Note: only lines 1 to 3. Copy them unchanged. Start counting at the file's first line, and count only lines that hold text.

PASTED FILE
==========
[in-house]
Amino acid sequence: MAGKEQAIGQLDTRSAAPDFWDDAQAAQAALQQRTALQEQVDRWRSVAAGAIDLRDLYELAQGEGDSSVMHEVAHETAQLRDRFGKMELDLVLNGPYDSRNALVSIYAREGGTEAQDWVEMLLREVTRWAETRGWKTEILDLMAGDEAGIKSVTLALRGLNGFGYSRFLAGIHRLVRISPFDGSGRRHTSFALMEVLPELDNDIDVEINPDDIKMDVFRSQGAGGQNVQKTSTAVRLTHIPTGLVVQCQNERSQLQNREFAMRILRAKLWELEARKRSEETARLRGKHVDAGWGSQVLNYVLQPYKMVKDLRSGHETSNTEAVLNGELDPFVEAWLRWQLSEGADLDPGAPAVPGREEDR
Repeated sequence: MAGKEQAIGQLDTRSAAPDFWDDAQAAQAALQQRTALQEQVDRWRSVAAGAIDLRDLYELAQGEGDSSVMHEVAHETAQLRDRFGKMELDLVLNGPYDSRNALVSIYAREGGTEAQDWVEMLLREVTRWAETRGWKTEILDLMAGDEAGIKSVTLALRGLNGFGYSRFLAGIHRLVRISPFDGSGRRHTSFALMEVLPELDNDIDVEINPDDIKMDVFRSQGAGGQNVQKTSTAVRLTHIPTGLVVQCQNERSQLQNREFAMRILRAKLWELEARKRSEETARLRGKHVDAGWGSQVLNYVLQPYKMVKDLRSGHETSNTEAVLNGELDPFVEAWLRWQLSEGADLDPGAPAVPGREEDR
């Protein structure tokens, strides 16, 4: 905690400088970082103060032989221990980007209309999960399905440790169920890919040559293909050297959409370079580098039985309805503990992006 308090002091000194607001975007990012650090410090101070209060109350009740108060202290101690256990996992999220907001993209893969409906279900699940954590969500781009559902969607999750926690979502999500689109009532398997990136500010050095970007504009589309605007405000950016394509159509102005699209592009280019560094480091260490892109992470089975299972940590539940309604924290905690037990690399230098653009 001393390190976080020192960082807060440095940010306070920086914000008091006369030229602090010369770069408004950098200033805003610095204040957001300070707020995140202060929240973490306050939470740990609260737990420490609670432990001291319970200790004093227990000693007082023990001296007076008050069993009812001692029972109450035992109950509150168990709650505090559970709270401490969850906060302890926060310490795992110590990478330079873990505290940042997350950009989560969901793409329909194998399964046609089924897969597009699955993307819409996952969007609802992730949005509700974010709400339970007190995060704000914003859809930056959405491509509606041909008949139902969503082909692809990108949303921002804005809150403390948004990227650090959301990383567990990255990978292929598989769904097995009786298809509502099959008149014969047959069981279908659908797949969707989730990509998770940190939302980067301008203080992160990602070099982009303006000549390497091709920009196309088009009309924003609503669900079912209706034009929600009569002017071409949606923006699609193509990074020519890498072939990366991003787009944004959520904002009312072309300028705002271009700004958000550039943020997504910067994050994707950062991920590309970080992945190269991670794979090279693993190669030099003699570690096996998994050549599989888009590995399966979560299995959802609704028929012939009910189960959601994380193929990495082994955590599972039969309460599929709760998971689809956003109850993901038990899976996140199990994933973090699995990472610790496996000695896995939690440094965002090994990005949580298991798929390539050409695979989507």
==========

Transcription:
[in-house]
Amino acid sequence: MAGKEQAIGQLDTRSAAPDFWDDAQAAQAALQQRTALQEQVDRWRSVAAGAIDLRDLYELAQGEGDSSVMHEVAHETAQLRDRFGKMELDLVLNGPYDSRNALVSIYAREGGTEAQDWVEMLLREVTRWAETRGWKTEILDLMAGDEAGIKSVTLALRGLNGFGYSRFLAGIHRLVRISPFDGSGRRHTSFALMEVLPELDNDIDVEINPDDIKMDVFRSQGAGGQNVQKTSTAVRLTHIPTGLVVQCQNERSQLQNREFAMRILRAKLWELEARKRSEETARLRGKHVDAGWGSQVLNYVLQPYKMVKDLRSGHETSNTEAVLNGELDPFVEAWLRWQLSEGADLDPGAPAVPGREEDR
Repeated sequence: MAGKEQAIGQLDTRSAAPDFWDDAQAAQAALQQRTALQEQVDRWRSVAAGAIDLRDLYELAQGEGDSSVMHEVAHETAQLRDRFGKMELDLVLNGPYDSRNALVSIYAREGGTEAQDWVEMLLREVTRWAETRGWKTEILDLMAGDEAGIKSVTLALRGLNGFGYSRFLAGIHRLVRISPFDGSGRRHTSFALMEVLPELDNDIDVEINPDDIKMDVFRSQGAGGQNVQKTSTAVRLTHIPTGLVVQCQNERSQLQNREFAMRILRAKLWELEARKRSEETARLRGKHVDAGWGSQVLNYVLQPYKMVKDLRSGHETSNTEAVLNGELDPFVEAWLRWQLSEGADLDPGAPAVPGREEDR